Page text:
A new round of cutbacks in bus services by commercially struggling operators is beginning to emerge despite the £130m additional emergency government support to the industry announced in August. Meanwhile, the results of the DfT’s gathering of information from local authorities on the future sustainability of bus networks will not be published, the department told LTT this week.
Before the summer, Local Transport Authorities (LTAs) in England were given two months to review networks and develop plans for the continued sustainability of commercial and tendered services once pandemic-related revenue funding ceased. Each LTA was required to submit a network review to the DfT by 1 July.
It is believed the gloomy message of these reviews and the imminent threat to many services prompted the unscheduled eleventh-hour financial injection by ministers, though post-pandemic support had officially been ended. Cutbacks also reported on this page indicate that the position is far from stabilised.
Though three months have passed since the reviews were submitted, no information has been forthcoming from the DfT about the outcomes of the exercise and the picture they painted of the state of the sector. LTT asked for a copy of the analysis of the network reviews which the DfT or its consultants had carried out, and for any conclusions the DfT had drawn from its analysis regarding the scale of the challenge of making bus networks sustainable.
We also asked how the network reviews would shape the DfT’s decision- making on future support, including on prioritisation and distribution of funding, and whether the reviews themselves would be published.
A DfT spokeswoman responded: “We have committed to investing £3bn into bus services by 2025, to improve fares, services and infrastructure, and given nearly £2bn since March 2020 to bus operators and local authorities to mitigate the impacts of the pandemic.
“We recently announced a further £130m investment to continue to protect services as we work closely with operators and local transport authorities to maintain existing routes, ensure they are commercially sustainable and reflect long-term needs of passengers.”
It now looks as though the extra funding may have merely postponed major cutbacks however.
The DfT spokeswoman confirmed that the department had read all of the network reviews, which were summaries of data held by LTAs, and that they were analysed carefully and used to inform policy development. The data had helped the successfully negotiation of the further £130m in bus service support. The DfT would not publish the reviews because they contained commercially sensitive information.
The DfT could not provide a copy of even its broad analysis of the network reviews or any conclusions it had drawn with any specific commercial situations redacted.
The Campaign for Better Transport told LTT it has also been unable to engage in the process of preparing for the consequences of the cessation of pandemic-related funding, which is widely expected to leave a continuing gap between revenue and operating costs on many routes which operated commercially before the pandemic.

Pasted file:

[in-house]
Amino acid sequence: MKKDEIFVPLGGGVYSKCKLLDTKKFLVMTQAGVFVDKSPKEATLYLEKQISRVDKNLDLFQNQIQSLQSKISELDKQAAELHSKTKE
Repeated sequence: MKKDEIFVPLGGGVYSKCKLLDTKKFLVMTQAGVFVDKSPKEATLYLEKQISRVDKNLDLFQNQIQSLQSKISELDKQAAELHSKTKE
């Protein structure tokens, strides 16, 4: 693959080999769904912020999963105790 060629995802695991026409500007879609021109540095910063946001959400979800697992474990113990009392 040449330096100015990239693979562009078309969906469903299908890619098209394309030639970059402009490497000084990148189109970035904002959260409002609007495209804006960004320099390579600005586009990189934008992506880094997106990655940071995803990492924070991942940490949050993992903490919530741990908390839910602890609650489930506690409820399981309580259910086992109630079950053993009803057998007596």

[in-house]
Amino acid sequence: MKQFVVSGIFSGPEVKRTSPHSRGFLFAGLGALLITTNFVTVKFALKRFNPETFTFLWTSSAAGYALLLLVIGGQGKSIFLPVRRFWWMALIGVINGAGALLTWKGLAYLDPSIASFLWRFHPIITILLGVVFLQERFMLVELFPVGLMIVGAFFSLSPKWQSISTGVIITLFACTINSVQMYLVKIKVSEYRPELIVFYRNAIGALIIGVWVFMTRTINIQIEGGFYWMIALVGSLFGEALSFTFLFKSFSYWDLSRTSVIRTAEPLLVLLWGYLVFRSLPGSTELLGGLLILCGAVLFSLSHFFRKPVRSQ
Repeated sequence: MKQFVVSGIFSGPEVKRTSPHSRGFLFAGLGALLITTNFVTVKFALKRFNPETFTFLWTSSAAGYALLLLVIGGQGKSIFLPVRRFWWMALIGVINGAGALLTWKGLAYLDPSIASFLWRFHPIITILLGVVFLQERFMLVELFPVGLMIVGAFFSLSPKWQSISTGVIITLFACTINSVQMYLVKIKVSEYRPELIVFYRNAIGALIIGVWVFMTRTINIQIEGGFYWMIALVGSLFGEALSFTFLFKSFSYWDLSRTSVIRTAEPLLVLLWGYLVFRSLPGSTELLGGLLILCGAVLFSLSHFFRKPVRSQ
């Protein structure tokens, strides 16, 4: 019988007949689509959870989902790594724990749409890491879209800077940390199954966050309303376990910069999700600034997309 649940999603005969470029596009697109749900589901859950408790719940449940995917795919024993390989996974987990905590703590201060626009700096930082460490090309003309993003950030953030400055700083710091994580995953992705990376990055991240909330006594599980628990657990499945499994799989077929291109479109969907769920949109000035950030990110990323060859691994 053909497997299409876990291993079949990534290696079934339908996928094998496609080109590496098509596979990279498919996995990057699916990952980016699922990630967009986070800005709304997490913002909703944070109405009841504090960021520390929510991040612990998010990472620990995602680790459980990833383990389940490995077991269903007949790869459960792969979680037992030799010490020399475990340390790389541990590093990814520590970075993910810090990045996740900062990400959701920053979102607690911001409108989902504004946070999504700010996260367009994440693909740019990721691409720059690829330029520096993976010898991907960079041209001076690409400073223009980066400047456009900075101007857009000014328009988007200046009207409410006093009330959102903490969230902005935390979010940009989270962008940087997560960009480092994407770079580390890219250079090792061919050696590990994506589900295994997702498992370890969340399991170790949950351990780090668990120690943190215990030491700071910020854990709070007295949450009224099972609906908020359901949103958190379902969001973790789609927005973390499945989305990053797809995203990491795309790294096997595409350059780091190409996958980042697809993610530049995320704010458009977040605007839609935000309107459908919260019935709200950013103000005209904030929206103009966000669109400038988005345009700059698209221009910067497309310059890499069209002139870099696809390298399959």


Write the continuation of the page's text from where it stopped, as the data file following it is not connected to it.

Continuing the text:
Silviya Barrett, the CBT’s director of policy and research, said: “The reluctance of the DfT to share information on the process of network reviews, coupled with negotiations happening behind closed doors, impedes organisations like ours from properly scrutinising developments until it is too late.
“The bus strategy was meant to transform services, but we are seeing more and more disappear, in many cases irrevocably so,” she added. Others have similarly questioned the compatibility of the round of Bus Service Improvement Plans called for from LTAs by former prime minister Boris Johnston last year as part of his Bus Back Better strategy , given that funding being provided for them was restricted to supporting new services and innovations whilst existing ones were struggling to keep going. In any case the promised funding allocation was significantly cut back , seemingly being diverted to the short term general pandemic -related support budget.
FOOTNOTE: A sharp contrast to rail data
The paucity of published information on the situation facing local buses contrasts with the voluminous output of strategic planning documents for the rail network, including franchise specifications and agreements, documents relating to the five-yearly Periodic Review and detailed data published by the Office of Rail and Road and other bodies, observes Rhodri Clark.
Network Rail’s Long-Term Planning Process (LTPP) is managed by dedicated Strategic Network Planning teams, which work at a local level with Network Rail’s regions, train operators and transport bodies in order to provide strategic advice to funders. LTPP publications include route studies (for regions or large counties), technical appendices and rail freight forecasts using scenarios for 2033 and 2043.
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